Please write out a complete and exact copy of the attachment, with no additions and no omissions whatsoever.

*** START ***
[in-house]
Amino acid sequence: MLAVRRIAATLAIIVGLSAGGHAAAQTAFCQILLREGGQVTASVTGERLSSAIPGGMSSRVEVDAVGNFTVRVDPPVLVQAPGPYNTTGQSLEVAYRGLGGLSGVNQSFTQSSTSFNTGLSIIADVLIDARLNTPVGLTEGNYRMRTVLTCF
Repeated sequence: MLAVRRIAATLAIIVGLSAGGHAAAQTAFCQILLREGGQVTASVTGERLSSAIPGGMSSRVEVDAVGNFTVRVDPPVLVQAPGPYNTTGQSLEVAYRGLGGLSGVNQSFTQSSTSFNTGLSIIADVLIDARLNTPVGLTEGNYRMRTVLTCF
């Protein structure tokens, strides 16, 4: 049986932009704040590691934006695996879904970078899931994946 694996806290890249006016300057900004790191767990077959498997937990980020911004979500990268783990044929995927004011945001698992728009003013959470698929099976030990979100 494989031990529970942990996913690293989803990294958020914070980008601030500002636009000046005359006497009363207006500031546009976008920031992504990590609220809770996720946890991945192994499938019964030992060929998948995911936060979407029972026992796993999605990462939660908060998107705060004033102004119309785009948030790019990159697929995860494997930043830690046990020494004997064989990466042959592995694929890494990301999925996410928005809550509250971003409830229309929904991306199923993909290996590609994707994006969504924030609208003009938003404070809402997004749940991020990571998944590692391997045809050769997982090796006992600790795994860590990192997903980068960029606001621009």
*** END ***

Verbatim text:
[in-house]
Amino acid sequence: MLAVRRIAATLAIIVGLSAGGHAAAQTAFCQILLREGGQVTASVTGERLSSAIPGGMSSRVEVDAVGNFTVRVDPPVLVQAPGPYNTTGQSLEVAYRGLGGLSGVNQSFTQSSTSFNTGLSIIADVLIDARLNTPVGLTEGNYRMRTVLTCF
Repeated sequence: MLAVRRIAATLAIIVGLSAGGHAAAQTAFCQILLREGGQVTASVTGERLSSAIPGGMSSRVEVDAVGNFTVRVDPPVLVQAPGPYNTTGQSLEVAYRGLGGLSGVNQSFTQSSTSFNTGLSIIADVLIDARLNTPVGLTEGNYRMRTVLTCF
């Protein structure tokens, strides 16, 4: 049986932009704040590691934006695996879904970078899931994946 694996806290890249006016300057900004790191767990077959498997937990980020911004979500990268783990044929995927004011945001698992728009003013959470698929099976030990979100 494989031990529970942990996913690293989803990294958020914070980008601030500002636009000046005359006497009363207006500031546009976008920031992504990590609220809770996720946890991945192994499938019964030992060929998948995911936060979407029972026992796993999605990462939660908060998107705060004033102004119309785009948030790019990159697929995860494997930043830690046990020494004997064989990466042959592995694929890494990301999925996410928005809550509250971003409830229309929904991306199923993909290996590609994707994006969504924030609208003009938003404070809402997004749940991020990571998944590692391997045809050769997982090796006992600790795994860590990192997903980068960029606001621009």